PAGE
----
About three weeks after moving to Montana from East London urged on by a restless mid-life state of mind, I find myself waking up in a motel room in Gardiner, Montana at 4:30 a.m. on a drizzly August day. The sister of a friend of mine, the poet and naturalist Ilona Popper, picks me up and we drive for an hour along the northern range of Yellowstone National Park in the pitch black towards where she thinks a pack of wolves known as the Junction Butte Pack will be hanging out doing whatever it is wolves do.
After about an hour, we park up in the Lamar Valley behind half a dozen cars while a quarter of a mile away twenty or so Gortex-clad wolfers are planting their scopes on the crest of a hill. Ilona introduces me to ‘Rick’ who is getting out of his car. As the biological technician for the Yellowstone Wolf Project, Rick has spent more than fourteen years observing wolf behaviour and pack dynamics. He is locally famous for chalking up more than 5,000 consecutive days (‘without even one day off,’ Ilona whispers at me) watching wolves. Much of what we know about the Yellowstone packs comes from his observations.
Ilona and I scale the small hill and set up our scopes in the rain just as the sky is lightening. After observing a few bison lazily grazing, we spot what Ilona thinks is the alpha female of the pack — the leader and breeder. She is a mottled charcoal colour, very relaxed, lying on her side nonchalantly watching five wolf cubs. The cubs tussle, jump on her and run in circles. As I watch the cubs roll in the grass like puppies, I feel I am watching something forbidden. Their play seems private, intimate — something between them and the land that I have no place witnessing. I am not expecting to have an emotional response to these animals but a kind of awe begins to creep over me — the awe of the European on the Grand Tour when confronted with a waterfall or the eruption of Mount Vesuvius. It is the awe of the spectator. But then something strange happens. I begin to be able to tell them apart, to identify these cubs as individuals. ‘Look there’s the one who nips ears,’ I am saying to myself. The awe shifts from that of observer to participant. I start to feel part of this land of theirs.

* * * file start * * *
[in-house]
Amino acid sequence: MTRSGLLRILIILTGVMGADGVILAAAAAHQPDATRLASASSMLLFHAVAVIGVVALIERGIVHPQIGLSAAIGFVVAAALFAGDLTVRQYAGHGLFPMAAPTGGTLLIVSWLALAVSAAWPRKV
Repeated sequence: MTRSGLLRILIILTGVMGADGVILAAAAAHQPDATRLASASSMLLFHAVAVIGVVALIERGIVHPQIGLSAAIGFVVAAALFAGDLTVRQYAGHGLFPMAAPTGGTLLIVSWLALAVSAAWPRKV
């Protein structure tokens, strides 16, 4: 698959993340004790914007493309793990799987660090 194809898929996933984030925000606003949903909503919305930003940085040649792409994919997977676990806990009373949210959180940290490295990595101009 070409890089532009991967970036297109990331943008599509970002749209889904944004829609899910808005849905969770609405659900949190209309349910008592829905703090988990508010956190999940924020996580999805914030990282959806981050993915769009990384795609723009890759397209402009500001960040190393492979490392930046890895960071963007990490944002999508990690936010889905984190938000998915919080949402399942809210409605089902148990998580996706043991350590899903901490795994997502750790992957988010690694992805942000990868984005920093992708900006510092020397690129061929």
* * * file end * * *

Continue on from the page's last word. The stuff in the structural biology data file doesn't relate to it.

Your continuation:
Since their re-introduction to Montana in 1995, the debate still rages as to the extent of good or harm these animals effect. With wolves in Yellowstone hunting and killing prey, the elk population has been reduced, thus increasing the growth of young willow trees, and also invoking the wrath of hunters whose prime target is elk. To conservationists, however, the regrowth of trees is seen as necessary for providing food and habitat for many animals in the Park. By bringing back the apex predator, some scientists and conservationists believe that a healthier balance has been restored. The doomsayer in me who believes that ecological meddling rarely has a happy ending sees this issue as one that is so complex, with so many variables, that our limited human brains cannot fully comprehend it.